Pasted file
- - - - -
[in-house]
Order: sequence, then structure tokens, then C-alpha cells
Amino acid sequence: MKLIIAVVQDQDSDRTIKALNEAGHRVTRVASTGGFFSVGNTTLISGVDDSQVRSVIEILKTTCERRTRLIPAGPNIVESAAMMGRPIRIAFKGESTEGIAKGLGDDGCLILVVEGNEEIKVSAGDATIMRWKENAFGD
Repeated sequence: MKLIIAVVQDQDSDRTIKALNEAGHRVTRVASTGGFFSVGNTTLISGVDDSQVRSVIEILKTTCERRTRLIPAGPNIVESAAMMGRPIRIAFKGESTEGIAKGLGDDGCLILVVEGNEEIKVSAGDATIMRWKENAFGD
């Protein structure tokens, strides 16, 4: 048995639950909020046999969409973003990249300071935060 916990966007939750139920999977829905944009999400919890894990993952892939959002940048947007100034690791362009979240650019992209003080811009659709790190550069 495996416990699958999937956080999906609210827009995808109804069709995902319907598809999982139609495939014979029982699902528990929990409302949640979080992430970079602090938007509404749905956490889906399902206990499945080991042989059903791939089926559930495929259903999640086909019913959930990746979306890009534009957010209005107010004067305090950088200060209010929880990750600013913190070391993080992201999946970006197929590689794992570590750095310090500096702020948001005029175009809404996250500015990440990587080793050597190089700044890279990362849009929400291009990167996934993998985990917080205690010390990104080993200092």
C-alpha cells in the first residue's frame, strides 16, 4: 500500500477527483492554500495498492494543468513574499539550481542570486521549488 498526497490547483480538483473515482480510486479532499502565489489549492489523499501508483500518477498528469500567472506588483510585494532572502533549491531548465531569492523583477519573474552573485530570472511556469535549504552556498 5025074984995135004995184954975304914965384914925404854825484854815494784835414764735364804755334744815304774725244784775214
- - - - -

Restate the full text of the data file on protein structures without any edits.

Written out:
[in-house]
Order: sequence, then structure tokens, then C-alpha cells
Amino acid sequence: MKLIIAVVQDQDSDRTIKALNEAGHRVTRVASTGGFFSVGNTTLISGVDDSQVRSVIEILKTTCERRTRLIPAGPNIVESAAMMGRPIRIAFKGESTEGIAKGLGDDGCLILVVEGNEEIKVSAGDATIMRWKENAFGD
Repeated sequence: MKLIIAVVQDQDSDRTIKALNEAGHRVTRVASTGGFFSVGNTTLISGVDDSQVRSVIEILKTTCERRTRLIPAGPNIVESAAMMGRPIRIAFKGESTEGIAKGLGDDGCLILVVEGNEEIKVSAGDATIMRWKENAFGD
């Protein structure tokens, strides 16, 4: 048995639950909020046999969409973003990249300071935060 916990966007939750139920999977829905944009999400919890894990993952892939959002940048947007100034690791362009979240650019992209003080811009659709790190550069 495996416990699958999937956080999906609210827009995808109804069709995902319907598809999982139609495939014979029982699902528990929990409302949640979080992430970079602090938007509404749905956490889906399902206990499945080991042989059903791939089926559930495929259903999640086909019913959930990746979306890009534009957010209005107010004067305090950088200060209010929880990750600013913190070391993080992201999946970006197929590689794992570590750095310090500096702020948001005029175009809404996250500015990440990587080793050597190089700044890279990362849009929400291009990167996934993998985990917080205690010390990104080993200092």
C-alpha cells in the first residue's frame, strides 16, 4: 500500500477527483492554500495498492494543468513574499539550481542570486521549488 498526497490547483480538483473515482480510486479532499502565489489549492489523499501508483500518477498528469500567472506588483510585494532572502533549491531548465531569492523583477519573474552573485530570472511556469535549504552556498 5025074984995135004995184954975304914965384914925404854825484854815494784835414764735364804755334744815304774725244784775214